I am seeing that technology may be an important bridge over the logistical challenge gap. For instance, we learned about "Fakebook". This is an interesting tool that could help a student to synthesize historical knowledge in a way that speaks to how they understand 21st century interactions in social media. Even though the subjects they research may have been dead long before computers existed, they can still create a fun Facebook-like page that shows how they would have interacted with their contemporaries had it been available. For fun in class this week I made one about Mickey Mouse that brings in some light information about the Red Scare and international relations at the time of Mickey's inception. It is very short, but helped me see the possibilities of engaging students with history in a new way. To learn about the causes of World War II, a teacher could have the students write a term paper, OR they could create a Fakebook page that demonstrates their understanding of figures, dates, and context. I think many students would prefer the latter project.
I think that as teachers find more and more tools and resources available using technology, students will receive a higher quality education. I look forward to learning more about what other "tricks" I could use to keep learning novel and engaging. This is becoming easier and easier as I can connect with educators through Twitter and other PLN building tools.
I had the opportunity to sit in on an installment of the Canyons App Club at Jordan High School last week. I felt really excited about what was happening with these students as I participated in some simple JAVA coding that basically made a turtle move around the screen. It was really engaging nonetheless. It was like learning magic. I left feeling that what's happening with these kids in the App club is very important.
The facilitators explained that there are many computer programming jobs that have to go unfilled because of the lack of qualified applicants. The students' ages ranged from 6th grade to 12th grade and they were all very excited about what they were learning. I was surprised how easily they took to the somewhat technical instructions given them. Even though I just practiced with some simple coding, I felt the process become a little demystified. I saw the trajectory the students had begun that, if followed, could lead them to a successful future in an area where their skills would be exceptional and valued.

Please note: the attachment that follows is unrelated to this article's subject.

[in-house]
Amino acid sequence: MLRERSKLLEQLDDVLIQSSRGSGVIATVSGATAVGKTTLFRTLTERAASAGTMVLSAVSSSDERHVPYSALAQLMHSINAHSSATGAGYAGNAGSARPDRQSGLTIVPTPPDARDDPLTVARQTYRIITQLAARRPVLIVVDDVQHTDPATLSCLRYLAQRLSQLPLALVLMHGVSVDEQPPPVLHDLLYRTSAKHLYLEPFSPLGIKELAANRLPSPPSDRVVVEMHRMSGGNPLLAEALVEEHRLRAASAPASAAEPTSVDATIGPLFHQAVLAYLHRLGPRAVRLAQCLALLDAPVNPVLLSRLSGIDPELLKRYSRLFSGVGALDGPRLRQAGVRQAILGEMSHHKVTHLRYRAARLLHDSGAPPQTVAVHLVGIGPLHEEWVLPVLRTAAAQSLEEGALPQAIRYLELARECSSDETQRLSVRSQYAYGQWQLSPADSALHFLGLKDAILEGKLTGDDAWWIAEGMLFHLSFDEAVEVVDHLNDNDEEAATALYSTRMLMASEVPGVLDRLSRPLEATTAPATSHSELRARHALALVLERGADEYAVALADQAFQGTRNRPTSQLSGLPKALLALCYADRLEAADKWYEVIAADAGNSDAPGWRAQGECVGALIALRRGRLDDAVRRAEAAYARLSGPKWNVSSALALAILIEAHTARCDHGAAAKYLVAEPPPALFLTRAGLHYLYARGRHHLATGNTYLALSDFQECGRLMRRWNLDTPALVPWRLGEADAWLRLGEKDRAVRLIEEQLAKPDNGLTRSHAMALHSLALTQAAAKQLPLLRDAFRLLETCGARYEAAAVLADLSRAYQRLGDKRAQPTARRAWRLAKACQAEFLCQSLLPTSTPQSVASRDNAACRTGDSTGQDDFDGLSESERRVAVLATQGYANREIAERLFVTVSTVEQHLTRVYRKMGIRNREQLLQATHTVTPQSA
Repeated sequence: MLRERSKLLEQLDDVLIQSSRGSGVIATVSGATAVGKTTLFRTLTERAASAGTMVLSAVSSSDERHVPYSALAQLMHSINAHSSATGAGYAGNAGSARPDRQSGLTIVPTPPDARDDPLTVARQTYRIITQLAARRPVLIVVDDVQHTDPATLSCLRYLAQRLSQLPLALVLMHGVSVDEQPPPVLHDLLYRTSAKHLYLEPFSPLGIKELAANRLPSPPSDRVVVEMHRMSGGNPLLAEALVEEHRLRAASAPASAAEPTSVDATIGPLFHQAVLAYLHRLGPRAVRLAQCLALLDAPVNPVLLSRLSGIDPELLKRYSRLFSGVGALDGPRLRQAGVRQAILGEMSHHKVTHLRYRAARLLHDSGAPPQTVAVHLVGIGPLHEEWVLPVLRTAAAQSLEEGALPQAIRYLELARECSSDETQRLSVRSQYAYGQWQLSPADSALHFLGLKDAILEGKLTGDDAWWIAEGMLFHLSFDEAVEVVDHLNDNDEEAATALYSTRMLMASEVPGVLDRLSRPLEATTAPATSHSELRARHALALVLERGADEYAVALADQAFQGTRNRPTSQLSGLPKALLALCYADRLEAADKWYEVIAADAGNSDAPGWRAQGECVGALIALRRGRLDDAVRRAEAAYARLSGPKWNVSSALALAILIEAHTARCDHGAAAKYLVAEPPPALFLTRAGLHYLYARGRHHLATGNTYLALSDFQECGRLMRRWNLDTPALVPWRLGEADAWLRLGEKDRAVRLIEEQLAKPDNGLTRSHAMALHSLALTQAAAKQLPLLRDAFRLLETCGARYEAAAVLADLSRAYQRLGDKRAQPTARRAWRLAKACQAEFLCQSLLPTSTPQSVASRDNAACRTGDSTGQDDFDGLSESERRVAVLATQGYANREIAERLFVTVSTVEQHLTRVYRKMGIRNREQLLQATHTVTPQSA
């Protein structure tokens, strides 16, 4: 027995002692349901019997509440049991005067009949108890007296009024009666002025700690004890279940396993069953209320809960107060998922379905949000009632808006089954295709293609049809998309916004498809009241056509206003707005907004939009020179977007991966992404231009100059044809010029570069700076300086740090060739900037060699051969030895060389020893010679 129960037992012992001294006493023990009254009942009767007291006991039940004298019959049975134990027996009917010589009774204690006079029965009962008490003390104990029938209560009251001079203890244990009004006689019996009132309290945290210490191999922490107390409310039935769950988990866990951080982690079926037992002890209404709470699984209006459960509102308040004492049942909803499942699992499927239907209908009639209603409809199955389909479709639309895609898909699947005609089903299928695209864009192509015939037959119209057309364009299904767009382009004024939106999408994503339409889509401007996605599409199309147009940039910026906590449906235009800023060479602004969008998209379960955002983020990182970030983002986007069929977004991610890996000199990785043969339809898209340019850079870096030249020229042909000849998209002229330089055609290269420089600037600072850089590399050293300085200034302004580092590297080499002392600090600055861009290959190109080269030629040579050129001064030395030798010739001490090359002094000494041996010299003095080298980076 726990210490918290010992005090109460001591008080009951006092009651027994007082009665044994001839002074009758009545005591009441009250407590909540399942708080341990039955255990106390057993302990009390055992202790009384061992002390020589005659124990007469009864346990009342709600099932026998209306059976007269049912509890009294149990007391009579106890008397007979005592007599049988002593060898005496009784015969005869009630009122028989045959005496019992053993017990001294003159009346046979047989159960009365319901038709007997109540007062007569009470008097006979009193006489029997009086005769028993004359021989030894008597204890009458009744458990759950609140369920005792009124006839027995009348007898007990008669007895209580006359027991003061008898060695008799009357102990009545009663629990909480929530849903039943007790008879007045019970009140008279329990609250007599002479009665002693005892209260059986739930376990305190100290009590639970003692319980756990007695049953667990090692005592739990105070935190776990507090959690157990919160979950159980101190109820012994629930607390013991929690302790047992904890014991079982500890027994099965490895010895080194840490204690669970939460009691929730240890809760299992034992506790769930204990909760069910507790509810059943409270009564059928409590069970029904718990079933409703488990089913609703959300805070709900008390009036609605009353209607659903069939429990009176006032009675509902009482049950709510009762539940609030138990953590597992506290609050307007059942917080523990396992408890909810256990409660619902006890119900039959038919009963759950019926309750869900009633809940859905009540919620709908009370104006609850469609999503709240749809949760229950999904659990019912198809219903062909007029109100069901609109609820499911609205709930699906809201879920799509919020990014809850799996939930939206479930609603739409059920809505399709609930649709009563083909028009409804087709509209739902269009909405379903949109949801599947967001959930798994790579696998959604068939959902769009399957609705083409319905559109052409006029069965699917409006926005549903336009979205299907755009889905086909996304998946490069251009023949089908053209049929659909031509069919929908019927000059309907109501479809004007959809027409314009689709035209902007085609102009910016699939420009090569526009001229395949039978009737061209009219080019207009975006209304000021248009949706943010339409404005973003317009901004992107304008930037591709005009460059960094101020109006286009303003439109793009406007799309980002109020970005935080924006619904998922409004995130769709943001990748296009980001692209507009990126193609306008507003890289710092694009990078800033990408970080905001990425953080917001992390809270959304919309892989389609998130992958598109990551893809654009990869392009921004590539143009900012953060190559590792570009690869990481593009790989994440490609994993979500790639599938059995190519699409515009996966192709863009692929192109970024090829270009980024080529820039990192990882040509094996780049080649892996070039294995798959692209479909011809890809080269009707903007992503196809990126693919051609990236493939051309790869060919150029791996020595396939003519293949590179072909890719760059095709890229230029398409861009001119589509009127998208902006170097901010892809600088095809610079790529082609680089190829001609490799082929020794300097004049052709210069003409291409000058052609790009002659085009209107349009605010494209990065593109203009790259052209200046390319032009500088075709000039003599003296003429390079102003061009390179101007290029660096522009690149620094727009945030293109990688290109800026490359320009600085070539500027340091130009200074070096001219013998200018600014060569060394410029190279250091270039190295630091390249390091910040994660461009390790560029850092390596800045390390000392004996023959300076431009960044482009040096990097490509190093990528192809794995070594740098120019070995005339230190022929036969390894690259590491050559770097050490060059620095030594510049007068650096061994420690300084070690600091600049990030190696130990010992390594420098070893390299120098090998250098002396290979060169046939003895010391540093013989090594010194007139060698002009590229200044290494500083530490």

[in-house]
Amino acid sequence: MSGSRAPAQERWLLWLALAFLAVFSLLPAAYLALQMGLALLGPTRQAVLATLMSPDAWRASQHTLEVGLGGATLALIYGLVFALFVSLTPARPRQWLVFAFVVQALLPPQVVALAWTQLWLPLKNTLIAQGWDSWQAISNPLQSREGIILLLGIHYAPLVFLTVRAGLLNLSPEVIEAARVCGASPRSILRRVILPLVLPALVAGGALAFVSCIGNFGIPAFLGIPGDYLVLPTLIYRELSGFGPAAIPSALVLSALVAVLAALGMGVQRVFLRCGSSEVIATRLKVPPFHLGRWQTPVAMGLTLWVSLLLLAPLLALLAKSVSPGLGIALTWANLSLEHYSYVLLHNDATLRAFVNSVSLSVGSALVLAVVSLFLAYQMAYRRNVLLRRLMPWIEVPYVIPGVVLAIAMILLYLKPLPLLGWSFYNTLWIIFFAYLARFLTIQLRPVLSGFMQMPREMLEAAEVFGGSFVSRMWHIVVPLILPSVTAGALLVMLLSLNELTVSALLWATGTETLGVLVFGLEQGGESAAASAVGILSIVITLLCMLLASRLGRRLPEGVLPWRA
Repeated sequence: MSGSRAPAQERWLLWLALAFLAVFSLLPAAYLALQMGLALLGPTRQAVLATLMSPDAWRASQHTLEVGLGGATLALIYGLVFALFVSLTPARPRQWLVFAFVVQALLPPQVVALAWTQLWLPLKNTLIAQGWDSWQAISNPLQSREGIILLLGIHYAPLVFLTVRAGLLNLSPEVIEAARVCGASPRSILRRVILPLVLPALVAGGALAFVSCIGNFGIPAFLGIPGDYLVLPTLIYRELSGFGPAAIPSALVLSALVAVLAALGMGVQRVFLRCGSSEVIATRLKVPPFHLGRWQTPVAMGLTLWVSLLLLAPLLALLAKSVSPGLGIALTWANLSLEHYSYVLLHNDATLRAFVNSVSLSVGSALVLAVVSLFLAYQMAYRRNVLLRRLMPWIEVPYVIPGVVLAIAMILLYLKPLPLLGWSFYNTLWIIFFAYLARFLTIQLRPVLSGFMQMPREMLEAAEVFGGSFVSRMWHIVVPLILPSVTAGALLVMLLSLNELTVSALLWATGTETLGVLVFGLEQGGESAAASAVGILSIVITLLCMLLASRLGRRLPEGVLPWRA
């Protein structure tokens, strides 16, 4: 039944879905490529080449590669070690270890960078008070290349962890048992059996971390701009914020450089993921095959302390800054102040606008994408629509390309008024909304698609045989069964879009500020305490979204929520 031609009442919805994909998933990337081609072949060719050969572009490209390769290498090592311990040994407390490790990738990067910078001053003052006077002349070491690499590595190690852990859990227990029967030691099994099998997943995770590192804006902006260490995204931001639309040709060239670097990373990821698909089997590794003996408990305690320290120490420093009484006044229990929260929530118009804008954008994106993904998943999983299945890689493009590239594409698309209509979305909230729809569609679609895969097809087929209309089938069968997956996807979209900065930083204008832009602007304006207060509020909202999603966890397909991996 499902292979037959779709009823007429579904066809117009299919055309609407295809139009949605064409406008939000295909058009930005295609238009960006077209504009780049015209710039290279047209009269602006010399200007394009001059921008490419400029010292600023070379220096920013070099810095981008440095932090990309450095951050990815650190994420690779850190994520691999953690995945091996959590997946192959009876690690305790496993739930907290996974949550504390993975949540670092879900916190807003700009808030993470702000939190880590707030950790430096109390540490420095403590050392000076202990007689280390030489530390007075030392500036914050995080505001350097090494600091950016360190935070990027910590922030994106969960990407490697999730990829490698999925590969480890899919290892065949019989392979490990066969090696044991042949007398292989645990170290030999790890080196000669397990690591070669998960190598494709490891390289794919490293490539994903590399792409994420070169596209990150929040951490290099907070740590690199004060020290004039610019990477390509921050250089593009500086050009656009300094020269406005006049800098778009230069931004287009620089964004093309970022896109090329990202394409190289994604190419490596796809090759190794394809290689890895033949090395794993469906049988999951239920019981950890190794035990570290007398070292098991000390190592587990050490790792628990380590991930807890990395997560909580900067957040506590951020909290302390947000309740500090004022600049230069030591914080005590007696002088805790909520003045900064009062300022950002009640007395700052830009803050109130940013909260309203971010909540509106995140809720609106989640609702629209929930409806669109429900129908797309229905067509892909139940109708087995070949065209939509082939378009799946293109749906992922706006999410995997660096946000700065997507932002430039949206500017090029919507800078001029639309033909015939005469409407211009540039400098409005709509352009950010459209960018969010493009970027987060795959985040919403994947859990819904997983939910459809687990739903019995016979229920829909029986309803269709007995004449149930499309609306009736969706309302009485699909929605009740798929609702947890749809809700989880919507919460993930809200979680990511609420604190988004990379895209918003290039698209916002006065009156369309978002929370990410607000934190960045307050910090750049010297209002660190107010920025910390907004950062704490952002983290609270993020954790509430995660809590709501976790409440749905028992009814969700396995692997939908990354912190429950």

If we are trying to help the students to be "college and/or career ready", this is what it looks like. I look forward to seeing more of what the students are doing in this App club and perhaps extending it to younger students. I learned about a website, Code.org, and an organization, Plural Site, that is available to teach kids and adults computer programming. One hang up teachers have about facilitating something like this with their students is not having the knowledge base to confidently teach it. These resources are available to practice and learn the concepts to teach students. Plural Site has some modules that guide students through some simple programming available for free. They are also willing to come to schools and help facilitate workshops for teachers and students.
I haven't seen a lesson in a long time that felt so important. The students seemed to react the same way. It's really a great thing to see the students excited to learn something that is very relevant to their future! Programming uses so many skills that teachers work to activate in students everyday, sometimes without success. Many students are quite interested in technology and would like to work in a related field someday. Teaching them the language of programming opens those doors and helps them to be successful in a field they enjoy. These skills they begin in middle school could lead them to great success as scientific innovators. I can't wait to learn more!
Katie Dewey Hill
This is a space to blog about my thoughts on mostly education technology.